How to wire xcrover in 310/6 cab
I'm building a 310/6 cab with 3 Eminence BP102 and 1 Eminence Alpha6-CBMR. The enclosure has 180 L and it's tuned to 38,3 Hz.
I started the idea of building a cab by my myself some months ago, since then I've been studying about it and yet I feel sometimes I know nothing.
I'm using WinISD to simulate drivers' behavior. Unfortunately I don't know how to simulate the closed back midranger.
So, I'm open to suggestions:
Highpass the woofers 2nd order at 32 Hz to protect them.
Lowpass the woofers 2nd order at 1 kHz
Highpass the alpha 3rd order at 400 Hz
Is this highpass enough to protect the alpha from lower excursion?
Here are some graphs as reference:
These data considers both low and highpass filters for BP's and Signal of 350W, which is amplifier's max output at 8 ohms and a good maximum power to consider for this 600W peak power cab.
Xmax is 6.2 although Xlim is 10, as you can see excursion is lower than Xlim but exceeds Xmax (@350W), is that ok?
Is there a limit to air velocity through the port?
The cab will be wired in series-parallel to get 8 ohms load from all four 8 ohms drivers.
How should I wire the filters in the circuit considering drivers configuration and which impedance should each of them handle? :confused:
I recommend you look at the non closed back version of that driver and build an internal enclosure for it. It's a more robust driver.
I see, well, I already have the drivers, so I'm gonna have to do the best with them. This alpha has a really nice SPL response, as I was told one can handle until 4 BP's I think it will be a nice set.
Any opinion on the other matters?
You don't just wire them all together like that when using a crossover....that's going to end badly.
Think of it as 2 separate speaker systems that just happen to be all mounted in 1 box.
On the low side, you have three 8ohm woofers. Your impedance options there are 2.67ohms all in parallel or 24ohms all in series while keeping equal power distribution amongst all the woofers. Neither of those make much sense.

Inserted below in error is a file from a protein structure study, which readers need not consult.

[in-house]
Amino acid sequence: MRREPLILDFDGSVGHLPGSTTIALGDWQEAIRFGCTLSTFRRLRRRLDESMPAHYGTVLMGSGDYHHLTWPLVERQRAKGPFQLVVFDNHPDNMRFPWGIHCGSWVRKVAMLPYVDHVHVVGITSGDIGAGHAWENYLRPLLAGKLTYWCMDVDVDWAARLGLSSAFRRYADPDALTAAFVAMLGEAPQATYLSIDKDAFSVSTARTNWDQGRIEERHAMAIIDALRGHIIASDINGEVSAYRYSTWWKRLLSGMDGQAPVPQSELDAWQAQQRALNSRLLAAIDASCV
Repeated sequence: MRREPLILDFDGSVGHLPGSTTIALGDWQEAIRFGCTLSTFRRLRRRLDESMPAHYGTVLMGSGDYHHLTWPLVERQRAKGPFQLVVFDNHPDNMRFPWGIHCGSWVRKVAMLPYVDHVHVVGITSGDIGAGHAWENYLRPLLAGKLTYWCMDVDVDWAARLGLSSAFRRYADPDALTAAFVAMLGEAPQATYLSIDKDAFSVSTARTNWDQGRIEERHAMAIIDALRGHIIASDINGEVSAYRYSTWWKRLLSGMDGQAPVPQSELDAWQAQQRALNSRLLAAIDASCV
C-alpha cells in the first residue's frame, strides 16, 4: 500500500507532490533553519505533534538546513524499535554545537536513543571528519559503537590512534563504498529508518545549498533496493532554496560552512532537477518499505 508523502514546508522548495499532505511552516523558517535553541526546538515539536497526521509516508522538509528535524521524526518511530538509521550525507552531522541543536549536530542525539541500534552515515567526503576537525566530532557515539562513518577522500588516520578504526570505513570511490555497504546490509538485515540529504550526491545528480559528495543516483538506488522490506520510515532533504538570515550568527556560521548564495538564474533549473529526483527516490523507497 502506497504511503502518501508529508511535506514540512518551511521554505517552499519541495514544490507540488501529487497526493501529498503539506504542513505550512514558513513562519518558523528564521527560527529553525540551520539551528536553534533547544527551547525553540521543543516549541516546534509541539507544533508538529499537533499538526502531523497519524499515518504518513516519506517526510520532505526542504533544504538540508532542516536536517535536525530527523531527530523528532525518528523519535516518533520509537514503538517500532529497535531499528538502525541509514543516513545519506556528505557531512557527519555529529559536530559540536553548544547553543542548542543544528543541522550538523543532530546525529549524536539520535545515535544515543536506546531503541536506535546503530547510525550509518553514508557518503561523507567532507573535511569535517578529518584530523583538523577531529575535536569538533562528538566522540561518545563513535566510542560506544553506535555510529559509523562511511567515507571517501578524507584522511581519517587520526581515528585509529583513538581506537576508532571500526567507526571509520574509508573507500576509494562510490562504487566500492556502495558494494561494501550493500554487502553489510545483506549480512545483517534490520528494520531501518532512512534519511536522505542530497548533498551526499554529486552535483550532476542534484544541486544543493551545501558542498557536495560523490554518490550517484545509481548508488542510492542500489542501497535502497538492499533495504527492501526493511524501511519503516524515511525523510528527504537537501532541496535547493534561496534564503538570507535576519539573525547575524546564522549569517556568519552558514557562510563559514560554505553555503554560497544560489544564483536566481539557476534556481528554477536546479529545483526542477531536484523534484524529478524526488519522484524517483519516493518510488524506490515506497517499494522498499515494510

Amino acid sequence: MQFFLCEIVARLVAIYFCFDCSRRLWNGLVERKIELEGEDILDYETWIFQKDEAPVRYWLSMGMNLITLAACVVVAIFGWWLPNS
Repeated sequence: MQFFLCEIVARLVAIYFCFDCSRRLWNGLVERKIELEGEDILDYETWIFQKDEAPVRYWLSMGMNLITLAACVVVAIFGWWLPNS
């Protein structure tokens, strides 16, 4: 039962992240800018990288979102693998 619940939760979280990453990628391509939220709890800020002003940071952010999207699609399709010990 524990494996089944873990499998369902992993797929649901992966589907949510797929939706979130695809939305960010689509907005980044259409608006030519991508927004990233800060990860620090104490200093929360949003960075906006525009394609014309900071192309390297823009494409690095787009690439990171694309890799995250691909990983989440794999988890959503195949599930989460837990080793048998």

The la6cbmr has an fs close to 500hz. Rule of thumb there would be to pass at 1khz, though you could get away with 800 using a 3rd order filter.
Easiest solution would be to add a 4th bp102. Then you could have a nominal 8ohm cab on both sides of the crossover. Eminences 800hz 2-way would get you up and running and sound alright while you hone your skills and work up a more purpose built, high power handling crossover. Four bp102's can take a lot of power and the off-the-shelf crossover would be the weak link in the system.
As for the HPF down low, a passive filter that could do that would consist of an incredibly costly array of parts and doesn't make much sense either. I've never had a problem blowing woofers with no HPF but if it is a concern, TB'er fdeck's unit is the answer there. It does it actively before the cab, is adjustable and is very modestly priced for what it does for you. Much better way of doing it and cheaper than the parts for a passive would be.
Best thing to do all round is make a 5X10 and think about using
A high pass filter only, and let the bass drivers roll off by them selves
As long X max tens they will tend to do that before they reach any serious beaming effects.
PS Vertical arrays work better than simple square boxes so make two trapezoidal 2x10's, and horn load the midrange driver in a separate box
Also containing the input socket and crossover and series output sockets
For the 2x10's.
But thinking differently.
I am sure you don't want to end up making something custom that is so similar to the minimalist ease of mass production stuff, use your South American flare for design.
PS do you have any idea how beautiful light an strong close grained Brazilian cedar trees are.
If I lived in Brazil, I would have a cab made from a hollowed out windfall tree sorn off at the root bowl as a wide stable base and just pop a baffle board and ports in that.